A very powerful yet simple element to use when playing rock piano is slash chords. This means that you play a chord over a different bass note than its root. So while you would normally play a C chord over its root C in the bass, you can also play the same chord over different notes, such as D, E or F.
This way you will get a different sound for each of the resulting slash chords, which then are written as C/D, C/E or C/F (you read it as C over D, and so on). While technically rather easy to play – you just move around the bass note on the keyboard, while the right hand chord stays in place – the resulting sounds are often interesting or even impressive.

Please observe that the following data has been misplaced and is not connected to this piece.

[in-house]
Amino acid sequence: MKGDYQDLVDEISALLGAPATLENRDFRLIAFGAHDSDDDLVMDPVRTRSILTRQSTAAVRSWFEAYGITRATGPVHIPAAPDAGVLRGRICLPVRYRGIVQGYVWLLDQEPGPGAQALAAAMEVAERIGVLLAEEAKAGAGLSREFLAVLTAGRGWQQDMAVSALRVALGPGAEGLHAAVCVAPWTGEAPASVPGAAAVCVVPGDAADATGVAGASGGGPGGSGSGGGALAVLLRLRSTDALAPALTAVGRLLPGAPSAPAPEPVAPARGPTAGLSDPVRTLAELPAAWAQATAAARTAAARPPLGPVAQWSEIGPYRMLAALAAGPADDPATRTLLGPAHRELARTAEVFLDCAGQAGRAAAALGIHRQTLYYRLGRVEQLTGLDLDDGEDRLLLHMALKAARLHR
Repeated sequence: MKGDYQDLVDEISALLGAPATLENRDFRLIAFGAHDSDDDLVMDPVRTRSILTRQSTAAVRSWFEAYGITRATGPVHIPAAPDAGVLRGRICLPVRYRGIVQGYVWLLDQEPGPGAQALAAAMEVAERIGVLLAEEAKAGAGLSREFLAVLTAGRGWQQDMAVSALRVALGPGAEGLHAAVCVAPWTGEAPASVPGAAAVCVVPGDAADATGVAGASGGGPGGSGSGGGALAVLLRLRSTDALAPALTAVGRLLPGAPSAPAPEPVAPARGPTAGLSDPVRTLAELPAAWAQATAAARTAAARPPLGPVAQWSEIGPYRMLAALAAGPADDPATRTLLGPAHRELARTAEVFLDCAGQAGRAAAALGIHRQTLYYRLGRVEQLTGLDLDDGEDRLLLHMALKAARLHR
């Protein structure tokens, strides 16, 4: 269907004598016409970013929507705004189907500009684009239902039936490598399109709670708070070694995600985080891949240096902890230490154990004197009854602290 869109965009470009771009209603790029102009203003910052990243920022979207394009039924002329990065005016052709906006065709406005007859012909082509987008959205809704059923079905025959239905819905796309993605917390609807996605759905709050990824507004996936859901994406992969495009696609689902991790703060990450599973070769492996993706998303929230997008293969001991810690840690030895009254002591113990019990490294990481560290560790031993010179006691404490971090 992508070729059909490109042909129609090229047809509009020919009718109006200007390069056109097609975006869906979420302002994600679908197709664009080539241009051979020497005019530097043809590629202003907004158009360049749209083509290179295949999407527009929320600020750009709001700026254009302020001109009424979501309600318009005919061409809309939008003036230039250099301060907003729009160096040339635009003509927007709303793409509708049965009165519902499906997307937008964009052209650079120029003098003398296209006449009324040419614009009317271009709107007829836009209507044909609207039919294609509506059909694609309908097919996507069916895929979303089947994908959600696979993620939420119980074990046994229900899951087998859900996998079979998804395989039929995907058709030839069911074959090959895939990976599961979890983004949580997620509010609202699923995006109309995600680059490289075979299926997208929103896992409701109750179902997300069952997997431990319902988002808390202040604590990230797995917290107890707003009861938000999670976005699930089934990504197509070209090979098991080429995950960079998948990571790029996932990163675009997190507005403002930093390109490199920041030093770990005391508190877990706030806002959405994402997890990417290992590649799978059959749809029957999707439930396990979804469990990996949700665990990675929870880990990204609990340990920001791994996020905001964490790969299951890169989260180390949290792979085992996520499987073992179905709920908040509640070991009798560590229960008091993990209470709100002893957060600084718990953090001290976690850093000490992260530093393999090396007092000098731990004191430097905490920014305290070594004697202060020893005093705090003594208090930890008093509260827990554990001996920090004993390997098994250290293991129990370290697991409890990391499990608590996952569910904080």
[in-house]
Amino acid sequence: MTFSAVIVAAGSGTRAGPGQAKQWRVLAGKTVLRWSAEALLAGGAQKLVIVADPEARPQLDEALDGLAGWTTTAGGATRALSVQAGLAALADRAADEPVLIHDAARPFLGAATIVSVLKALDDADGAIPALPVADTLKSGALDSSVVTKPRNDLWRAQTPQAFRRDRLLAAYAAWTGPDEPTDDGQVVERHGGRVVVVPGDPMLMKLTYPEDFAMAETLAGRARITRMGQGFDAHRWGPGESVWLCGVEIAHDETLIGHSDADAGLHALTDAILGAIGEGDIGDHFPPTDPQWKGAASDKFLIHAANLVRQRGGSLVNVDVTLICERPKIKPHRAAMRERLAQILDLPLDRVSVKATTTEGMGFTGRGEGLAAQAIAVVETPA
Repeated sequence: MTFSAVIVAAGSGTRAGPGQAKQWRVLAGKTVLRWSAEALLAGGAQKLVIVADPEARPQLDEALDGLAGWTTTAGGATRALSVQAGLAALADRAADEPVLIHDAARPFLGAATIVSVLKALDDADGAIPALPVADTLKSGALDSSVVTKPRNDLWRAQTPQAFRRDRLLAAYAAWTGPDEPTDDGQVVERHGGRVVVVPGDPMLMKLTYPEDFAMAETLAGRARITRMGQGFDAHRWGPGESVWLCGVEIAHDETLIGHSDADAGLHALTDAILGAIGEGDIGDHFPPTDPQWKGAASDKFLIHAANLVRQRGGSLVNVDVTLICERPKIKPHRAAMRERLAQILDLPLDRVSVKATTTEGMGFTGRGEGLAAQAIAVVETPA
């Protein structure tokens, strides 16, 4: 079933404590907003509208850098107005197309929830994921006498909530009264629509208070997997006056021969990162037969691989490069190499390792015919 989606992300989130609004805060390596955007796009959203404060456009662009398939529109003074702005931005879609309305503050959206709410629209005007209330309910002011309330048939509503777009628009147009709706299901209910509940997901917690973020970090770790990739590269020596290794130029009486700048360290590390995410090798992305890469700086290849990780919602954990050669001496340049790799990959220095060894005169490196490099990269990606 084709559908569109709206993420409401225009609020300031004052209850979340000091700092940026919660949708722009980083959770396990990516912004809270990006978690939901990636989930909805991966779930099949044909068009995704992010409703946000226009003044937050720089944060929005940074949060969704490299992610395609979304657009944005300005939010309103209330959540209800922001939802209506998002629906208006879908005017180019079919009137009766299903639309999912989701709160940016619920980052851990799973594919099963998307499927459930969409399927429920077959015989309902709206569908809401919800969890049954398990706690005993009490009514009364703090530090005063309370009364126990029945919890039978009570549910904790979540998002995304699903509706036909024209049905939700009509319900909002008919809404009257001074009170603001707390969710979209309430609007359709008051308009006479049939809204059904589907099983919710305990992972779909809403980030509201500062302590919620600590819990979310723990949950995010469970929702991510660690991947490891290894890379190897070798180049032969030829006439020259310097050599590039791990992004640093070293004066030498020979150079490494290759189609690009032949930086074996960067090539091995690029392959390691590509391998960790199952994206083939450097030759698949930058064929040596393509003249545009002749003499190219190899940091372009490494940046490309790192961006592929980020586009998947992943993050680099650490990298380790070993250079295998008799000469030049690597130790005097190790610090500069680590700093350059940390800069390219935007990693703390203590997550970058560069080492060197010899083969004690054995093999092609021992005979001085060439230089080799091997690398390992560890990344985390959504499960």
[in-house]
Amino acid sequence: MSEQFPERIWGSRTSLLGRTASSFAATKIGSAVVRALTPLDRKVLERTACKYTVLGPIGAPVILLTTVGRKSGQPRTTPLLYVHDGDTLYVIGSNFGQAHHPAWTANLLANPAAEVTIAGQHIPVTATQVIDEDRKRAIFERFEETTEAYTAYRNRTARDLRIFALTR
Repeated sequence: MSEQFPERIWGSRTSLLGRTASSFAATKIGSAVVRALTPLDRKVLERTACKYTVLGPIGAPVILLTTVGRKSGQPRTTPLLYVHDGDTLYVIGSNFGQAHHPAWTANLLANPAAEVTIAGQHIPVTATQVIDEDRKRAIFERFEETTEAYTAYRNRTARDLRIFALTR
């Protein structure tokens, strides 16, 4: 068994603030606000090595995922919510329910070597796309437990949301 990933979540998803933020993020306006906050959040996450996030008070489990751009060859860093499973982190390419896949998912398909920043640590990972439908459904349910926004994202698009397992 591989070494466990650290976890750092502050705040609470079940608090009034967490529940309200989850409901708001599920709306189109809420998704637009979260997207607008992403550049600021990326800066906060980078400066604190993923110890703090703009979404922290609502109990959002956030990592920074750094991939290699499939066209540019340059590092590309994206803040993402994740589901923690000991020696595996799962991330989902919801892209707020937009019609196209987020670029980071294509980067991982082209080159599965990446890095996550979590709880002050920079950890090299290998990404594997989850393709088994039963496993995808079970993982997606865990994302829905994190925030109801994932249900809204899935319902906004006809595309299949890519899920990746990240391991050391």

Here is an example of a chord progression with slash chords. The right hand A minor chord stays in place, while the left hand plays the different bass notes A, G, F and E. When it comes to D, the right hand chord changes to D minor 7 and the last chord in the sequence is G major.
D minor 7 – 2nd inversion
G major – 1st inversion
It also sounds well if you play all chords up one octave in the right hand.